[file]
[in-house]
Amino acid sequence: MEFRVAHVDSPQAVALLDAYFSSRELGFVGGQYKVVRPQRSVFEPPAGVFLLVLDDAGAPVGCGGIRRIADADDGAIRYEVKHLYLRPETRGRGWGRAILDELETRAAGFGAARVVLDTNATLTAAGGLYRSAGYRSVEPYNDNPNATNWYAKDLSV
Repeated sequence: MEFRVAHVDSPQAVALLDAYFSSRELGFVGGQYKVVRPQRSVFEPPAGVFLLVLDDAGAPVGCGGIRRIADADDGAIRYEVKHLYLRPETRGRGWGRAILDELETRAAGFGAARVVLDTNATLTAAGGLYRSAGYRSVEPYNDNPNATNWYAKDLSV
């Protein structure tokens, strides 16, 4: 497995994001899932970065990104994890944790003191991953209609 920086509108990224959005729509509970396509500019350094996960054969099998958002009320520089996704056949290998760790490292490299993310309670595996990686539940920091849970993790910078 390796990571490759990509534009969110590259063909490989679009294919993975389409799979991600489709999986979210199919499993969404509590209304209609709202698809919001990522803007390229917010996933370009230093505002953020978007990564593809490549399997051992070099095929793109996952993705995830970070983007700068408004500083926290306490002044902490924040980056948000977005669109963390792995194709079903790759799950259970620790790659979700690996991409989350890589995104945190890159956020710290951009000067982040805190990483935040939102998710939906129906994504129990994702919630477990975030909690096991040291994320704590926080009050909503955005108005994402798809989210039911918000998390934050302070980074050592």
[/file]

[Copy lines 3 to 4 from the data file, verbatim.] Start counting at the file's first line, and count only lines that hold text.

Repeated sequence: MEFRVAHVDSPQAVALLDAYFSSRELGFVGGQYKVVRPQRSVFEPPAGVFLLVLDDAGAPVGCGGIRRIADADDGAIRYEVKHLYLRPETRGRGWGRAILDELETRAAGFGAARVVLDTNATLTAAGGLYRSAGYRSVEPYNDNPNATNWYAKDLSV
């Protein structure tokens, strides 16, 4: 497995994001899932970065990104994890944790003191991953209609 920086509108990224959005729509509970396509500019350094996960054969099998958002009320520089996704056949290998760790490292490299993310309670595996990686539940920091849970993790910078 390796990571490759990509534009969110590259063909490989679009294919993975389409799979991600489709999986979210199919499993969404509590209304209609709202698809919001990522803007390229917010996933370009230093505002953020978007990564593809490549399997051992070099095929793109996952993705995830970070983007700068408004500083926290306490002044902490924040980056948000977005669109963390792995194709079903790759799950259970620790790659979700690996991409989350890589995104945190890159956020710290951009000067982040805190990483935040939102998710939906129906994504129990994702919630477990975030909690096991040291994320704590926080009050909503955005108005994402798809989210039911918000998390934050302070980074050592």